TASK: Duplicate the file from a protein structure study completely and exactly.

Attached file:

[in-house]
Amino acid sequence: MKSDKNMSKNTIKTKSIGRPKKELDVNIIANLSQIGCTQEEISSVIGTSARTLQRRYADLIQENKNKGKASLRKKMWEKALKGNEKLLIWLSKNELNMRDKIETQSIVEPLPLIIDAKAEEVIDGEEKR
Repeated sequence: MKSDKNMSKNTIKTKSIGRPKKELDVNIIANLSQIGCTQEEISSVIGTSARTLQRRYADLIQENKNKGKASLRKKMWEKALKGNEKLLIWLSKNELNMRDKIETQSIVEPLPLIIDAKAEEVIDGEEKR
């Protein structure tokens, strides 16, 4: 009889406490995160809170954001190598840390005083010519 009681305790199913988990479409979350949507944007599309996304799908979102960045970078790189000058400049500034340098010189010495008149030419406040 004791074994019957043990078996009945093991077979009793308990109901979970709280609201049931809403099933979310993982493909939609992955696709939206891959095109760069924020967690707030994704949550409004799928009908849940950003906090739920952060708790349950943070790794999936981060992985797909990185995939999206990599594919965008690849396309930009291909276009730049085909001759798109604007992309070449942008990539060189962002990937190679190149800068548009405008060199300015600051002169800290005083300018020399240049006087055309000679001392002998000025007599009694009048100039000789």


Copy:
[in-house]
Amino acid sequence: MKSDKNMSKNTIKTKSIGRPKKELDVNIIANLSQIGCTQEEISSVIGTSARTLQRRYADLIQENKNKGKASLRKKMWEKALKGNEKLLIWLSKNELNMRDKIETQSIVEPLPLIIDAKAEEVIDGEEKR
Repeated sequence: MKSDKNMSKNTIKTKSIGRPKKELDVNIIANLSQIGCTQEEISSVIGTSARTLQRRYADLIQENKNKGKASLRKKMWEKALKGNEKLLIWLSKNELNMRDKIETQSIVEPLPLIIDAKAEEVIDGEEKR
């Protein structure tokens, strides 16, 4: 009889406490995160809170954001190598840390005083010519 009681305790199913988990479409979350949507944007599309996304799908979102960045970078790189000058400049500034340098010189010495008149030419406040 004791074994019957043990078996009945093991077979009793308990109901979970709280609201049931809403099933979310993982493909939609992955696709939206891959095109760069924020967690707030994704949550409004799928009908849940950003906090739920952060708790349950943070790794999936981060992985797909990185995939999206990599594919965008690849396309930009291909276009730049085909001759798109604007992309070449942008990539060189962002990937190679190149800068548009405008060199300015600051002169800290005083300018020399240049006087055309000679001392002998000025007599009694009048100039000789």